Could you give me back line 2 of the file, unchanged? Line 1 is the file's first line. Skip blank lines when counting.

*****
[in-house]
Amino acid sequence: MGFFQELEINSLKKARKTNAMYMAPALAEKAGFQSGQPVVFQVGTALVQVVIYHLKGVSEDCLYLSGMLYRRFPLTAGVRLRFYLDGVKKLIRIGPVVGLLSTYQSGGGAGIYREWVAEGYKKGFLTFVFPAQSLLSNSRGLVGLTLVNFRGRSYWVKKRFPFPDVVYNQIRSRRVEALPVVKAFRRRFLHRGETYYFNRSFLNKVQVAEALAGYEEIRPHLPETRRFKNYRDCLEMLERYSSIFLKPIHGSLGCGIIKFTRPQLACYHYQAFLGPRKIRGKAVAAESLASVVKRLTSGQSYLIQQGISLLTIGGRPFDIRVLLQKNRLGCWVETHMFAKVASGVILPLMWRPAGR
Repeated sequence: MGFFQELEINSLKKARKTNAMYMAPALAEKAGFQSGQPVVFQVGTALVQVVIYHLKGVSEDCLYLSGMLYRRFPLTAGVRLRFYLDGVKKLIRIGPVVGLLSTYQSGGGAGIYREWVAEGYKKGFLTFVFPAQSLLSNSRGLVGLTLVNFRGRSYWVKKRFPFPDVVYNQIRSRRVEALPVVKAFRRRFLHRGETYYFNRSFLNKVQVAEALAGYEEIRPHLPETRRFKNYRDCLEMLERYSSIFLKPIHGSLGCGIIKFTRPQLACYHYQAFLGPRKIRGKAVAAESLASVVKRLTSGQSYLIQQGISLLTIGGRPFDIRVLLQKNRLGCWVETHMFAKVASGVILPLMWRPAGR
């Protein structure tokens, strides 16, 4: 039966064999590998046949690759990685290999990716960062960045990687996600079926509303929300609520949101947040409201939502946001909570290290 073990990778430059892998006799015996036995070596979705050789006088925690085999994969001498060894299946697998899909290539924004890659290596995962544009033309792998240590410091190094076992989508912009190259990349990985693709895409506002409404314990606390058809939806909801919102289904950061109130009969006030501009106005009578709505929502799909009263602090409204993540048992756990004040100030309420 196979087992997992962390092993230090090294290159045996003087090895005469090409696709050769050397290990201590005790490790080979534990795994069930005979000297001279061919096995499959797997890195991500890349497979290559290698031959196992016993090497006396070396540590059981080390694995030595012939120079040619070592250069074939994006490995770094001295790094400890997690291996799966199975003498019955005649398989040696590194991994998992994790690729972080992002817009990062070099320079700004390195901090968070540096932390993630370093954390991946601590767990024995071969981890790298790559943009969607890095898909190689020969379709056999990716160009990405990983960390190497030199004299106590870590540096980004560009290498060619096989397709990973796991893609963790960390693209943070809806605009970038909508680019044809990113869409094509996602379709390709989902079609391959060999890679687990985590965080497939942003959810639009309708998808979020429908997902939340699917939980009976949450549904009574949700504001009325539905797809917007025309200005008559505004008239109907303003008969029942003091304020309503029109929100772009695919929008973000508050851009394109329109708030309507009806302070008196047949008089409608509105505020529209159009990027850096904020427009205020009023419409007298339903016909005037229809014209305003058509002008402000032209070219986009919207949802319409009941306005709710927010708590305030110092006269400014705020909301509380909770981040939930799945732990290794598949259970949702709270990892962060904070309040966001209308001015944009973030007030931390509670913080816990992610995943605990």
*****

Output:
Amino acid sequence: MGFFQELEINSLKKARKTNAMYMAPALAEKAGFQSGQPVVFQVGTALVQVVIYHLKGVSEDCLYLSGMLYRRFPLTAGVRLRFYLDGVKKLIRIGPVVGLLSTYQSGGGAGIYREWVAEGYKKGFLTFVFPAQSLLSNSRGLVGLTLVNFRGRSYWVKKRFPFPDVVYNQIRSRRVEALPVVKAFRRRFLHRGETYYFNRSFLNKVQVAEALAGYEEIRPHLPETRRFKNYRDCLEMLERYSSIFLKPIHGSLGCGIIKFTRPQLACYHYQAFLGPRKIRGKAVAAESLASVVKRLTSGQSYLIQQGISLLTIGGRPFDIRVLLQKNRLGCWVETHMFAKVASGVILPLMWRPAGR